June 17. THE PARROT IS BACK, making his first appearance since last seen at the old house and in his earlier, original version. He spent the winter at our rental storage unit and now sits on a new perch.
June 16. I set the footings and deployed the trash corral. The fence pickets will be added on later. I set the mailbox post in front of the corral.
June 11. The Clopay garage doors were installed last week. These steel doors are the only ones that pass the hurricane standards without modification. Will they rust?
June 7. The trash corral is now functional enough to satisfy town requirements. I plan to cover the frame w/ cedar pickets later.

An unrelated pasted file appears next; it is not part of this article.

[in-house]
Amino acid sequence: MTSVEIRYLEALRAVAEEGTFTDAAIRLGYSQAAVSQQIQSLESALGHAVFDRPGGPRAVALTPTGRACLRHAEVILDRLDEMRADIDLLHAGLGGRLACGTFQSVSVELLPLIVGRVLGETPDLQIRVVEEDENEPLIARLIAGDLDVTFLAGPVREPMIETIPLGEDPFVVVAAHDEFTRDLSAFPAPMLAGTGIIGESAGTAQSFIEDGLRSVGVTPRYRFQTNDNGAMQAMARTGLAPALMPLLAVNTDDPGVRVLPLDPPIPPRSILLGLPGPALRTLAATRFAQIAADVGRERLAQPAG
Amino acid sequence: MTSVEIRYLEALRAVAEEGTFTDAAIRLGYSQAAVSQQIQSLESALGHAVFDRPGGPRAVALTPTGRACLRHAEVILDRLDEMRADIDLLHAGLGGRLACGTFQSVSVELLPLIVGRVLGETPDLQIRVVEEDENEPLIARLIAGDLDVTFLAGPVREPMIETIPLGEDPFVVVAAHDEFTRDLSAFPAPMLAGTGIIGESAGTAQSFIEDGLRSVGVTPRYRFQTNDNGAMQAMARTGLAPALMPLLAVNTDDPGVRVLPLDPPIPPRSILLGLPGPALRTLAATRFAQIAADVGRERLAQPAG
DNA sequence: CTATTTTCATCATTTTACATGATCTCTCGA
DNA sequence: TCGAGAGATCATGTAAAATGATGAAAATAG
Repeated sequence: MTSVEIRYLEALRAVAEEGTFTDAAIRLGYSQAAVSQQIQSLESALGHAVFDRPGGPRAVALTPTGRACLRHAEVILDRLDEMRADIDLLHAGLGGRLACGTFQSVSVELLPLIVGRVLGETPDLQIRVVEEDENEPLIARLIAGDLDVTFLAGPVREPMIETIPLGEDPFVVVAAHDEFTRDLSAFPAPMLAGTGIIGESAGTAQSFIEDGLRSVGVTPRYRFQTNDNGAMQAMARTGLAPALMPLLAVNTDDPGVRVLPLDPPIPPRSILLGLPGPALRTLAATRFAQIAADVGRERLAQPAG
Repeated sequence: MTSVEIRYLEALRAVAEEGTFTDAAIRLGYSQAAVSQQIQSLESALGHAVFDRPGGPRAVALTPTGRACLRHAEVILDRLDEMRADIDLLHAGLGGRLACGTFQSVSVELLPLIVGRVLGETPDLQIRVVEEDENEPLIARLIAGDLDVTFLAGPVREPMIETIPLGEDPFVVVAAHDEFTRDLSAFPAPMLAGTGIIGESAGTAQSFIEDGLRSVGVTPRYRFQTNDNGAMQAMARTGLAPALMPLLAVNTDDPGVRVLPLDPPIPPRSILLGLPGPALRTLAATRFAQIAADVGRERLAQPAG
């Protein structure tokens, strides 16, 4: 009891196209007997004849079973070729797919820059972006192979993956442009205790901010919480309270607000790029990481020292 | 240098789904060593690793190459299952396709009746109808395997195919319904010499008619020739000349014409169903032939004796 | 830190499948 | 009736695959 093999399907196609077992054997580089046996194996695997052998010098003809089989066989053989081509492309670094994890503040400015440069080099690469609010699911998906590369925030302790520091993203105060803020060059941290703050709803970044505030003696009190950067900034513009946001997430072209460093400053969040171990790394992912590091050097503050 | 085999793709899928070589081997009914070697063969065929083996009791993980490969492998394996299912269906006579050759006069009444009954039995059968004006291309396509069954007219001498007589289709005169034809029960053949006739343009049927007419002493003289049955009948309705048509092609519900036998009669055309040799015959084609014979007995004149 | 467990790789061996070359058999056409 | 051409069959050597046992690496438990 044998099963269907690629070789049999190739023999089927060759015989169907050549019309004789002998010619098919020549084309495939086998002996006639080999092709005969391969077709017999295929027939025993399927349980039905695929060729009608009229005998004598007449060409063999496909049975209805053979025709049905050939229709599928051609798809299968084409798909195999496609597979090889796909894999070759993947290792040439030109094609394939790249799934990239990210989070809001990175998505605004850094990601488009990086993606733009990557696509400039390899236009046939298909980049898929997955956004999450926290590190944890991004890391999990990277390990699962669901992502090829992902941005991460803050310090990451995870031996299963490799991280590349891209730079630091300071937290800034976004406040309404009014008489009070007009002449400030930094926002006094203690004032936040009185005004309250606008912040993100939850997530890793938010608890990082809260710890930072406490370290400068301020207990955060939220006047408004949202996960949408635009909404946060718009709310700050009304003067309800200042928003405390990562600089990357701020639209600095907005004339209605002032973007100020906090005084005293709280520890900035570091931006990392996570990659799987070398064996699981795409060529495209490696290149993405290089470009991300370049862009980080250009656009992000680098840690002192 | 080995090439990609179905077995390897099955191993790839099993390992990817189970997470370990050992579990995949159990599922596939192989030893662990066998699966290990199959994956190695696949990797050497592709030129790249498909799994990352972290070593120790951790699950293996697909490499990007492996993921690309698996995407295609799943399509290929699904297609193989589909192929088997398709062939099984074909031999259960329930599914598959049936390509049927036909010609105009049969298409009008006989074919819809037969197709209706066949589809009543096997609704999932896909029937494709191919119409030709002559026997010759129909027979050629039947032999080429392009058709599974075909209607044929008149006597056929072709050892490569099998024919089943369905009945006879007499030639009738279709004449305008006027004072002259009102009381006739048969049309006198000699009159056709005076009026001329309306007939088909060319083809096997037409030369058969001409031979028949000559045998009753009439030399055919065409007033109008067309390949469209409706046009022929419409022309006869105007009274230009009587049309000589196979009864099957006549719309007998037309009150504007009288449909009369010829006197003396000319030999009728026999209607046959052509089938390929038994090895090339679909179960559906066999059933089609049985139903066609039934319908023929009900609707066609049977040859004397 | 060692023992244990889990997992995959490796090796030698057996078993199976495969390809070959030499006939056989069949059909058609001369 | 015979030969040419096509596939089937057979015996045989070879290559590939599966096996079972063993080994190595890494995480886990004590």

June 6. I am building the trash corral in the lower level back room. The town has specific limits on the dimensions.
May 19. The tropical ipé picked for the entry steps is so dense that it sinks in water (not that I expect test that!).
May 19. The front entry now has the tongue & groove red cedar above the door and the ipé deck & stairs.
May 19. A close view of the front arches shows how the Azek composite beadboards were used here. Very nice.
May 19. The front arches have been almost completely finished. Cutting the curves in the 3/4 inch cement board has been difficult.
May 19. The front exterior is lacking only garage doors, fiberglass columns, railings and some arch trim to be complete.
May 5. The trim surrounding the front entry is in place. The blank space at center will get T&G cedar and the address plaque.
May 5. The trailer has been moved for digging the utilities trench tomorrow.
May 5. Cement board panels are on the lower level front side. I've ordered the garage doors, but they will be a few weeks in delivery.